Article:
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Technical Report HW-MACS-TR-0051

TitleCost-Driven Autonomous Mobility
AuthorsXiao Yan Deng, Greg Michaelson, Phil Trinder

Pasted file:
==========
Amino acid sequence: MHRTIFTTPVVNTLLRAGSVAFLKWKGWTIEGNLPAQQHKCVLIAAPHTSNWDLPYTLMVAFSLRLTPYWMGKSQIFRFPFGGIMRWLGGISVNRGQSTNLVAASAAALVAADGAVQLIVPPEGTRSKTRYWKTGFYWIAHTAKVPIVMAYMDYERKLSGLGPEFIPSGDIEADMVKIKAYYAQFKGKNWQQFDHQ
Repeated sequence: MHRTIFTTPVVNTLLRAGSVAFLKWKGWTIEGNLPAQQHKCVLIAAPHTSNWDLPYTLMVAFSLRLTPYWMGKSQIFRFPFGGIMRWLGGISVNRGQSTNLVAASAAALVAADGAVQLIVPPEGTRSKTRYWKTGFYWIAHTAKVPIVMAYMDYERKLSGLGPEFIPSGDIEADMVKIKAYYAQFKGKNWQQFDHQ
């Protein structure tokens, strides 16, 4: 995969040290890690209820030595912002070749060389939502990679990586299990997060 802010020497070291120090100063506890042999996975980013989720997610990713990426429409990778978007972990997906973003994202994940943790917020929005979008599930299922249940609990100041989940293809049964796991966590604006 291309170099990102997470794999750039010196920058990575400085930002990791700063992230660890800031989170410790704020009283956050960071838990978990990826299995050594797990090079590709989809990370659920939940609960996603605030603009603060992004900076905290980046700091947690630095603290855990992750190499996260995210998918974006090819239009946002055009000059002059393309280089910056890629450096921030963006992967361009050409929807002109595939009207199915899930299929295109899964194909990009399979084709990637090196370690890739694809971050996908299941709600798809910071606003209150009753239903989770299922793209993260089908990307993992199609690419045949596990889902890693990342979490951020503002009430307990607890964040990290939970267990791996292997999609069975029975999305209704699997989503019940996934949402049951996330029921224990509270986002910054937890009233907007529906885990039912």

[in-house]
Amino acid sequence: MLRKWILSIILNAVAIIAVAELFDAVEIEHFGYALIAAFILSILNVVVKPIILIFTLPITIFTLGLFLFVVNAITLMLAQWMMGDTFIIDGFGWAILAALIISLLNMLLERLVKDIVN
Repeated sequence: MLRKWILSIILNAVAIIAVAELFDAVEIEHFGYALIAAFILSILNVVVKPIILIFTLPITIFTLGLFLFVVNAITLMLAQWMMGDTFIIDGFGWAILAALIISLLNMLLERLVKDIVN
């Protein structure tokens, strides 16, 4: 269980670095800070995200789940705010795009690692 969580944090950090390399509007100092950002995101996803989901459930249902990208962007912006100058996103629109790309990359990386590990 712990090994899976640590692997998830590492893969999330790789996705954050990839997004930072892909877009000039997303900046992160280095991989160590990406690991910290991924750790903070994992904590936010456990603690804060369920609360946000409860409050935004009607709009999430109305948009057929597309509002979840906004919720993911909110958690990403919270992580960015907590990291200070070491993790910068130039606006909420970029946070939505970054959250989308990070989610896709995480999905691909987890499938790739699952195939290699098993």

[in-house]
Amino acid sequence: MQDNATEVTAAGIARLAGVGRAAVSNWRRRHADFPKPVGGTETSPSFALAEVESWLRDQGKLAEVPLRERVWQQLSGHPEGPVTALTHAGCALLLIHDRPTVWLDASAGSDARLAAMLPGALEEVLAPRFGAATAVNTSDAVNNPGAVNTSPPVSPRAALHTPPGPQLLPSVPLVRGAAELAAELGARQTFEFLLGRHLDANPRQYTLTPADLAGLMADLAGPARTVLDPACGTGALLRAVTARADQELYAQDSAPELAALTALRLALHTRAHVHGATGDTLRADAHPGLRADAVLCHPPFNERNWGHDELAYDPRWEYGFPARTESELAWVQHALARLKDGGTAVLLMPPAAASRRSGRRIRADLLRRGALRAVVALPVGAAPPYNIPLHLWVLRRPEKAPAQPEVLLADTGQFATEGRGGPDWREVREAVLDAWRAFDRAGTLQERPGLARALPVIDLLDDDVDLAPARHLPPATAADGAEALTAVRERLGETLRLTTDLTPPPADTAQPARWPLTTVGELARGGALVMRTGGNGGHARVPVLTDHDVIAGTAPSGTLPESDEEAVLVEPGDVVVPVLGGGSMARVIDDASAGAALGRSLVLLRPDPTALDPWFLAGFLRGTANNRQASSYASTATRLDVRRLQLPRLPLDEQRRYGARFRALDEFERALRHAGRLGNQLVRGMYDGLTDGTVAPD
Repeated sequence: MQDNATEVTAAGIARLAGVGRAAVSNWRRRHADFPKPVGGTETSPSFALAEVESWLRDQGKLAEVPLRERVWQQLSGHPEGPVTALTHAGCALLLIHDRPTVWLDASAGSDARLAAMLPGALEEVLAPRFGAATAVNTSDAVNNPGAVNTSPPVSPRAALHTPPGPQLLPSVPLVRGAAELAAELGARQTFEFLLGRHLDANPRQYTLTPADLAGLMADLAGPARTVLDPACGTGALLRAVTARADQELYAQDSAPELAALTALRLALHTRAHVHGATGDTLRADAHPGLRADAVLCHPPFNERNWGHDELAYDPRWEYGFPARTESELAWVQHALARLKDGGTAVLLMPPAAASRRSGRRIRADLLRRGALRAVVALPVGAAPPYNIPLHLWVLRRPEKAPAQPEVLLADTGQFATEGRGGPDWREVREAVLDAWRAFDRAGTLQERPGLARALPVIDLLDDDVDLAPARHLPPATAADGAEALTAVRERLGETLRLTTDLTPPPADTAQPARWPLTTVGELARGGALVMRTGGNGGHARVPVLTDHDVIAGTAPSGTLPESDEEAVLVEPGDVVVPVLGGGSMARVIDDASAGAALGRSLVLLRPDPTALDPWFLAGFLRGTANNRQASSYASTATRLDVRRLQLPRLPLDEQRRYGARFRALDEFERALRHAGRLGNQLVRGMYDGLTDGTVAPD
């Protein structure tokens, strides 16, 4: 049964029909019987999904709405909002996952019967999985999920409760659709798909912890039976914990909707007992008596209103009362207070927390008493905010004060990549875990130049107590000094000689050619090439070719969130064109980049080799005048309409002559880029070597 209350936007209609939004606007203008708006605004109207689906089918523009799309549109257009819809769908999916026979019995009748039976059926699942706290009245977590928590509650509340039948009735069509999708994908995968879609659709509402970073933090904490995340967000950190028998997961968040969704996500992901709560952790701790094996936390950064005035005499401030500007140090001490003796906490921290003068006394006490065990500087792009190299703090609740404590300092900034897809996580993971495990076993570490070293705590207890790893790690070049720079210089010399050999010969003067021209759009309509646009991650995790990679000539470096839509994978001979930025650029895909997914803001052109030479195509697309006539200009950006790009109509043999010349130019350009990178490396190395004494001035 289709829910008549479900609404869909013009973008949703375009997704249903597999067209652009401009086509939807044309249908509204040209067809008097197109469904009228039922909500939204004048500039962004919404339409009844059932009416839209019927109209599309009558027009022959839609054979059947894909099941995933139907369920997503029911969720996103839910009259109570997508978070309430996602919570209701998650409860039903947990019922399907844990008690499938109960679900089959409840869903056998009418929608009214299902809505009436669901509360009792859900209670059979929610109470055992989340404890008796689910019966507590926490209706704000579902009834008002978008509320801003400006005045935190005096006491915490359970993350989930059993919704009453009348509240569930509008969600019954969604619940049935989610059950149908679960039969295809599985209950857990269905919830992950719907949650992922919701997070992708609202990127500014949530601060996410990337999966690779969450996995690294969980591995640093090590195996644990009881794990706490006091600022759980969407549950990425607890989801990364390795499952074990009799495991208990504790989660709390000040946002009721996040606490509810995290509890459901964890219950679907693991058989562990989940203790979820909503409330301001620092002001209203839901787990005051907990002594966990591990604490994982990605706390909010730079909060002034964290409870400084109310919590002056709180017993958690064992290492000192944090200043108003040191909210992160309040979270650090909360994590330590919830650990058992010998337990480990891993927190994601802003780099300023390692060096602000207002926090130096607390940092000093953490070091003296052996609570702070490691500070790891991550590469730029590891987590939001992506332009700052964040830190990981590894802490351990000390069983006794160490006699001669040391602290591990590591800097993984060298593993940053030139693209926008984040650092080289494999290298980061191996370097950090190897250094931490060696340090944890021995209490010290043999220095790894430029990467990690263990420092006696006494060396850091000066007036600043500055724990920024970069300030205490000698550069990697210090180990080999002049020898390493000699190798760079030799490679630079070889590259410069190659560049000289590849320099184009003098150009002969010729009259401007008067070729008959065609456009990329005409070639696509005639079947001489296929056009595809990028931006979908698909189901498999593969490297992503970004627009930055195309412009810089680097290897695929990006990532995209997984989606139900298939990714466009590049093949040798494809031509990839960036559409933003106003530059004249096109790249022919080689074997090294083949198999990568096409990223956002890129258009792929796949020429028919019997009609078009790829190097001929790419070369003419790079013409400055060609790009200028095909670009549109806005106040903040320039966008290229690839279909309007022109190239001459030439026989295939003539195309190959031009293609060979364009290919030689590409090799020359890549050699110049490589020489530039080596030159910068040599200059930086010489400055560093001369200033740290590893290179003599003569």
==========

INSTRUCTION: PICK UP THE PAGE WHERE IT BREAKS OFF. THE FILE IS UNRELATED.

AbstractDevelopments in distributed system technology facilitate the sharing of compu- tational resources, even at a global level. To share resource in open distributed systems we have developed autonomous mobile programs, which are aware of their resource needs and sensitive to the environment in which they execute. Autonomous mobile programs periodically use a cost model to decide where to execute in a network. Unusually this form of autonomous mobility affects only where the program executes and not what it does. In an autonomous mobile program, the program must contain explicitly control of self-aware mobile coordination. To encapsulate self-aware mobile co- ordination for common patterns of computation over collections, autonomous mobility skeletons are built. Autonomous mobility skeletons are akin to algo- rithmic skeletons in being polymorphic higher-order functions, but where al- gorithmic skeletons abstract over parallel coordination, autonomous mobility skeletons abstract over autonomous mobile coordination. An autonomous mobility skeleton considers only the cost of the current col- lective computation. It is more useful to know the cost of the entire program. A cost calculus to calculate the costs for the rest of a computation at arbi- trary points has been built. We extend our autonomous mobility skeleton cost models to be parameterised on the cost of the remainder of the program, and build costed autonomous mobility skeletons based on the extended cost models. A automatic cost analyser which implements the calculus has also been built in Jocaml. The analyser generalises cost equations parameterised on program variables in context, and outputs Jocaml programs with higher-order functions replaced by costed autonomous mobility skeletons. Performance improvements are assessed by comparing costed autonomous mobility skeleton to autonomous mobility skeleton programs and show that the former often execute faster than the later, because they have more accurate cost information.


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